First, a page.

"Siemprehayunapróximavez."

Translation:There is always a next time.

5 years ago

30 Comments


https://www.duolingo.com/LimeGreenTeknii

It'd be funny to get this one wrong on your final heart and lose.

5 years ago

https://www.duolingo.com/craig.zar210

why can't i say another?

5 years ago

https://www.duolingo.com/mendota

another is vague while next is more concrete.

5 years ago

https://www.duolingo.com/bonbayel
bonbayelPlus
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It's an expression. It has to be the way people say it, which be regional. I would say THE next time, never A next time. Or ANOTHER DAY.

2 months ago

https://www.duolingo.com/GrahamRawlinson

Hmmm, I think the common expression is either there is always the next time or always another day. A next time sounds really wrong, another tie is kind of OK.

5 years ago

https://www.duolingo.com/Daniel-in-BC

agreed. I struggled with this one, but in the end gave DL the more literal translation.

5 years ago

https://www.duolingo.com/Baramander
Baramander
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I'm coming late to this thread but all the variations given above sound natural to me. I think perhaps we are trying to be too precise, but what do I know, I'm only 82.

1 year ago

https://www.duolingo.com/MystyrNile
MystyrNile
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Yeah, "a next time" is kinda funny syntactically, but i think people say ith because of phrases that include "next time".

4 years ago

https://www.duolingo.com/rogercchristie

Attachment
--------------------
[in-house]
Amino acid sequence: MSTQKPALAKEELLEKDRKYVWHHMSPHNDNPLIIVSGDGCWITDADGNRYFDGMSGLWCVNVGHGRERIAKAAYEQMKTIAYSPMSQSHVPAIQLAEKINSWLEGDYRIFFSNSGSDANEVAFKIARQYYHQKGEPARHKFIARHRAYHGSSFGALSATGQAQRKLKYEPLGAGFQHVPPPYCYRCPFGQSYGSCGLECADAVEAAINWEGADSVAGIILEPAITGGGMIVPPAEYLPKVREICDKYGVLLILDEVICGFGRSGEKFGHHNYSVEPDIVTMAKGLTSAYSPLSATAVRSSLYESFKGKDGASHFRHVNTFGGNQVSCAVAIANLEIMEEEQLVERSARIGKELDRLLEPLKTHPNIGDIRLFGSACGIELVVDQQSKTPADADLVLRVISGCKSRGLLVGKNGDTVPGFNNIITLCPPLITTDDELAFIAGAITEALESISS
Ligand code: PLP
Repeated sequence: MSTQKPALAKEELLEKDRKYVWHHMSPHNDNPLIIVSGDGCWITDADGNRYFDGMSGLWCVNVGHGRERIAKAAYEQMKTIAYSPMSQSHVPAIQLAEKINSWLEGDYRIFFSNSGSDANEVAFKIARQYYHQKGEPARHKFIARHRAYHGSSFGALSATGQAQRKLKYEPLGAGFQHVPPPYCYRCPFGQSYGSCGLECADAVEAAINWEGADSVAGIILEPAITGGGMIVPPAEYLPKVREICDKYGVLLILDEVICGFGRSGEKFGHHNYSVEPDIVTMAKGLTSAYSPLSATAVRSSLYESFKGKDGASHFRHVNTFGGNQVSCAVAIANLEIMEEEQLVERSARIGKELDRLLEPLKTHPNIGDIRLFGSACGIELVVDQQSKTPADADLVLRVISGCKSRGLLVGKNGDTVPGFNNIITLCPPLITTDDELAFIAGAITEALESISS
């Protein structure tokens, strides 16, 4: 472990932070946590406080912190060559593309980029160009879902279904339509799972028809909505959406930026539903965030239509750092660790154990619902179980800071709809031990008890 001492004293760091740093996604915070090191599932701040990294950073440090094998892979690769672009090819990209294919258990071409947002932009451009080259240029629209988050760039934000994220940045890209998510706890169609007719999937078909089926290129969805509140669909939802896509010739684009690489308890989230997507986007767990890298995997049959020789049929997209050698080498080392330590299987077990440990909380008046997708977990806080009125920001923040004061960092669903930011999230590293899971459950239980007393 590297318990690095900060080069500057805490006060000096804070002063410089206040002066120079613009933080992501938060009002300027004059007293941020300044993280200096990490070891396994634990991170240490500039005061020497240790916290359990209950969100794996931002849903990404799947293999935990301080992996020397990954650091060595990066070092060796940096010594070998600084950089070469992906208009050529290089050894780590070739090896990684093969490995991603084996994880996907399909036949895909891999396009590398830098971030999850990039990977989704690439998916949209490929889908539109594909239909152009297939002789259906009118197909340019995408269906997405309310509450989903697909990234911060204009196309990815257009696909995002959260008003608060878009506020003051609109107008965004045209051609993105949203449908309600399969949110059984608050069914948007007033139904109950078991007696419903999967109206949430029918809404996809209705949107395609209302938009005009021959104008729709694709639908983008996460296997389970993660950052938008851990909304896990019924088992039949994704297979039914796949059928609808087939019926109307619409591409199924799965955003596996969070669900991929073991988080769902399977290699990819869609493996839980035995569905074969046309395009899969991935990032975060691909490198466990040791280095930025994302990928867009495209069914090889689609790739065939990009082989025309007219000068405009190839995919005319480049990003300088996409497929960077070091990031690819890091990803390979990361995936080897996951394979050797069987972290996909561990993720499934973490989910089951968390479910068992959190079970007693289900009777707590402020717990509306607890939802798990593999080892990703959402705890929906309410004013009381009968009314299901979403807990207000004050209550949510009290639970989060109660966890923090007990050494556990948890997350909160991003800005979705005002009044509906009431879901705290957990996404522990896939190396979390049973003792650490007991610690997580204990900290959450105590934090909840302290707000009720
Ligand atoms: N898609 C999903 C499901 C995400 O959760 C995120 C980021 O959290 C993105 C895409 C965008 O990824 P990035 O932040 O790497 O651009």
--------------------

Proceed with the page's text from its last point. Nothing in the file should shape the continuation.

rogercchristie
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The common saying in English is: "There is always a next time". You might also hear: "Better luck next time". If it relates to a broken relationship you might say "There are plenty more fish in the sea". No, they aren't formal and precise grammar, they are folk sayings, idioms.
I'm sure every language has them; native speakers learn them at their mother's knee; we pick them up in the primary school playground; they can be the most difficult part of learning a language for a mature student like myself, and the most satisfying when I get the hang of it.
The best approach is just to have a bash, and when you get it wrong then laugh it off. Please keep them coming and hopefully I will pick something up that will ease my conversations in the future.

3 years ago

https://www.duolingo.com/Iago
Iago
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That would probably sound better in English, but it's a poor translation.

5 years ago

https://www.duolingo.com/SeanDraper

'There is always a next time' sounds fine to me.

4 years ago

https://www.duolingo.com/Baramander
Baramander
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Sounds fine to me too, but raises an interesting point. What is a good translation, one that sounds best in the target language, or one that is more literal?

1 year ago

https://www.duolingo.com/vandermonde

Does this have the meaning of the english idiom "there's always next time" as in, "cheer up, you'll get another chance to get it right" or does it mean something else?

5 years ago

https://www.duolingo.com/bonnie.sjoberg

I think it means the same thing, but in English I always say "There will always be a next time." So every time I translate it that way on Duo I lose a heart!

5 years ago

https://www.duolingo.com/rogercchristie
rogercchristie
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Sorry for your broken heart, Bonnie, but you are using future tense (will be) when it is in present tense (is).

3 years ago

https://www.duolingo.com/Baramander
Baramander